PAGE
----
The June 5 letter “Bicycle safety steps are common sense” brought up pedestrian safety concerns.

It says that pedestrians should “walk single file against the traffic on the edge of the road so they can see and move onto the shoulder out of the way of oncoming vehicles.” Years ago, this was taught in schools; there were films and posters teaching us how to walk and take responsibility for our own safety.

Today, people of all ages walk with traffic as if they were driving, side by side, even with children and pets. Black or dark clothing is stylish; hoodies and headphones obscure their senses. Their only safety measure is to sometimes turn around and glare angrily at the cars that come up behind.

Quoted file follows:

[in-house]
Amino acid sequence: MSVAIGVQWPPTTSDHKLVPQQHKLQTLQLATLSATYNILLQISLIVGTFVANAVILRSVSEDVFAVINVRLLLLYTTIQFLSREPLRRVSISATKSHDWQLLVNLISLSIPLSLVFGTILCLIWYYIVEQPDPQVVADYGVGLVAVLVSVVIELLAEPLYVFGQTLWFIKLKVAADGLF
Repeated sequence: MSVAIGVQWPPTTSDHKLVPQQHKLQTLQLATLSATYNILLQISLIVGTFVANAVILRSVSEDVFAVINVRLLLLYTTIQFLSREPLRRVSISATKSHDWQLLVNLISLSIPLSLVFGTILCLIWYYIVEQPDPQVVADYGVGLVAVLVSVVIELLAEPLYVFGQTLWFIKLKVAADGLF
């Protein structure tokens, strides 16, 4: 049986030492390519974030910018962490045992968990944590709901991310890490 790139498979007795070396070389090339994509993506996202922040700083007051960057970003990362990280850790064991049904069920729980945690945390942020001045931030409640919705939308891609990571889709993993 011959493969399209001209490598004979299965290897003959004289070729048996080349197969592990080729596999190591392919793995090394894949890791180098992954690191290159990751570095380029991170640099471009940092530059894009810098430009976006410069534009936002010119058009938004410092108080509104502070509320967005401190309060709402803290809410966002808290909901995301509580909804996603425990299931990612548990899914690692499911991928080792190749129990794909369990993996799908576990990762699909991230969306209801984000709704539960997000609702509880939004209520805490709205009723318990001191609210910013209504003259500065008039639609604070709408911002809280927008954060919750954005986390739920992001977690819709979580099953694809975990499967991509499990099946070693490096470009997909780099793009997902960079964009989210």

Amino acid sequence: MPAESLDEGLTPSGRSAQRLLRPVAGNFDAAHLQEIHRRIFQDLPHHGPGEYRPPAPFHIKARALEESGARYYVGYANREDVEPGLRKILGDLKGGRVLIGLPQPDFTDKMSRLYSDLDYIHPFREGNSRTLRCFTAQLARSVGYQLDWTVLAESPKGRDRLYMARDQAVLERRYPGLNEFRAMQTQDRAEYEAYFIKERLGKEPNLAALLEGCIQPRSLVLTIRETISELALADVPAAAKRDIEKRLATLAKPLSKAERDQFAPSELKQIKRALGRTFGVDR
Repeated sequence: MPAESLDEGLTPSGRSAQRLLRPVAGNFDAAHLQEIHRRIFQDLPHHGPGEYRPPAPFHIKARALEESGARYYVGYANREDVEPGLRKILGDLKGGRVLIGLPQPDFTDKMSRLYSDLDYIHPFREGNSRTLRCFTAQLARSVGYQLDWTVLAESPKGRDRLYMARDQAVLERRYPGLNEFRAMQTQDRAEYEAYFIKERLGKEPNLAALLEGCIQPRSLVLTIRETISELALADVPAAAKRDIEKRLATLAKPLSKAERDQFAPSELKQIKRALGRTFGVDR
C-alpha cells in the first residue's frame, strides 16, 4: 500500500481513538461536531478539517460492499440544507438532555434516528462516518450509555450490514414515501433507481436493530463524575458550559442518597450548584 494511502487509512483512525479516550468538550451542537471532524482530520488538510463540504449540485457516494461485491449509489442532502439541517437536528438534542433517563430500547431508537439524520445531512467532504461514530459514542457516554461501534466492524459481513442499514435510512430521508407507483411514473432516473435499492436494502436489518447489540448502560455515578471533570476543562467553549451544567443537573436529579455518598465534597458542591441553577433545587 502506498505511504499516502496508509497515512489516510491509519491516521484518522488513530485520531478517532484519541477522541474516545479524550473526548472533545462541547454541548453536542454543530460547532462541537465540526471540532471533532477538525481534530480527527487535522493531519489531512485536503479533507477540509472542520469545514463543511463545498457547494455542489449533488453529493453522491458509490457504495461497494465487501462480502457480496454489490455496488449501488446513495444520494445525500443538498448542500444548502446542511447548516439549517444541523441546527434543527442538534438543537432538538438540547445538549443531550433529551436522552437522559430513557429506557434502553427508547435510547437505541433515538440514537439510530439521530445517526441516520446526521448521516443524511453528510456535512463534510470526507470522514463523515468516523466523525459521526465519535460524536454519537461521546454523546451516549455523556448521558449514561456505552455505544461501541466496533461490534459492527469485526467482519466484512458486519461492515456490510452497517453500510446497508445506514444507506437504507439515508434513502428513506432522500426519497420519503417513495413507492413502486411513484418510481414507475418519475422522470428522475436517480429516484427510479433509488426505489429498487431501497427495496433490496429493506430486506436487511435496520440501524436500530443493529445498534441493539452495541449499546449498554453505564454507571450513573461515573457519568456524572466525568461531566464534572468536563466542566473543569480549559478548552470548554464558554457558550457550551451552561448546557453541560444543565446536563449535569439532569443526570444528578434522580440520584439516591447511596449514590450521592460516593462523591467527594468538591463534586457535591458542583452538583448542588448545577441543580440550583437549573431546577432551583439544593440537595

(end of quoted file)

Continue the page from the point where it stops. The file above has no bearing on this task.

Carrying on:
In late 2015, the Press Herald reported “Police stumped by large number of pedestrian deaths in Maine,” and in January, the Maine Sunday Telegram “Leg Work” column noted that “2015 had most pedestrian fatalities in Maine in 20 years.” The column mentions the Maine Safe Routes to School program, whose “Be a Safe Walker” poster is pretty good. But we need a renewed education program for all ages.

Section 2056 of Title 29-A of Maine statutes has several rules for pedestrians and drivers. It requires pedestrians to use sidewalks, adding that “where sidewalks are not provided, a pedestrian shall walk facing approaching traffic on the left side of the public way or the way’s shoulder when practicable.” So it’s not just common sense – it’s the law.

Another lesson to learn is in the letter’s accompanying photo. Bikes are passing a storm drain with long wide slots in the direction of travel. Until we replace these with safer designs, please require the road crews to set the slots perpendicular to travel so bike tires don’t fall in them.

David H. Brown